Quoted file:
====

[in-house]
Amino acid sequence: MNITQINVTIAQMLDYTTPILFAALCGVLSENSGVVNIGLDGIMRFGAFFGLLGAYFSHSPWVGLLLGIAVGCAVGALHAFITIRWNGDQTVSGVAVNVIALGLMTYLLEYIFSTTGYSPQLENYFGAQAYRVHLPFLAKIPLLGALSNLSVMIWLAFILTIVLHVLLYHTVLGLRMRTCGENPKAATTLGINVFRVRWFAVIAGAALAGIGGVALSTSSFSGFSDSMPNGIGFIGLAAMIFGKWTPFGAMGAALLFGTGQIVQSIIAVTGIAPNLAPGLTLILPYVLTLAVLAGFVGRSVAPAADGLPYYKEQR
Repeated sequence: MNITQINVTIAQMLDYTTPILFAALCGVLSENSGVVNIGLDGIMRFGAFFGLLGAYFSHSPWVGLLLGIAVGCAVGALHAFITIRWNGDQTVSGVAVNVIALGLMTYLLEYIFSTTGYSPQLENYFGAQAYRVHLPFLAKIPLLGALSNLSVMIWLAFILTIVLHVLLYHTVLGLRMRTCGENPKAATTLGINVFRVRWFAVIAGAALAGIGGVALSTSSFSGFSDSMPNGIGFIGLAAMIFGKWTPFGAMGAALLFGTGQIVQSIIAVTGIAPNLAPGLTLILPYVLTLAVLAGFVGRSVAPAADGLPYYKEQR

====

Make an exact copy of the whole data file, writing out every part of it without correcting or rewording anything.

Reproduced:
[in-house]
Amino acid sequence: MNITQINVTIAQMLDYTTPILFAALCGVLSENSGVVNIGLDGIMRFGAFFGLLGAYFSHSPWVGLLLGIAVGCAVGALHAFITIRWNGDQTVSGVAVNVIALGLMTYLLEYIFSTTGYSPQLENYFGAQAYRVHLPFLAKIPLLGALSNLSVMIWLAFILTIVLHVLLYHTVLGLRMRTCGENPKAATTLGINVFRVRWFAVIAGAALAGIGGVALSTSSFSGFSDSMPNGIGFIGLAAMIFGKWTPFGAMGAALLFGTGQIVQSIIAVTGIAPNLAPGLTLILPYVLTLAVLAGFVGRSVAPAADGLPYYKEQR
Repeated sequence: MNITQINVTIAQMLDYTTPILFAALCGVLSENSGVVNIGLDGIMRFGAFFGLLGAYFSHSPWVGLLLGIAVGCAVGALHAFITIRWNGDQTVSGVAVNVIALGLMTYLLEYIFSTTGYSPQLENYFGAQAYRVHLPFLAKIPLLGALSNLSVMIWLAFILTIVLHVLLYHTVLGLRMRTCGENPKAATTLGINVFRVRWFAVIAGAALAGIGGVALSTSSFSGFSDSMPNGIGFIGLAAMIFGKWTPFGAMGAALLFGTGQIVQSIIAVTGIAPNLAPGLTLILPYVLTLAVLAGFVGRSVAPAADGLPYYKEQR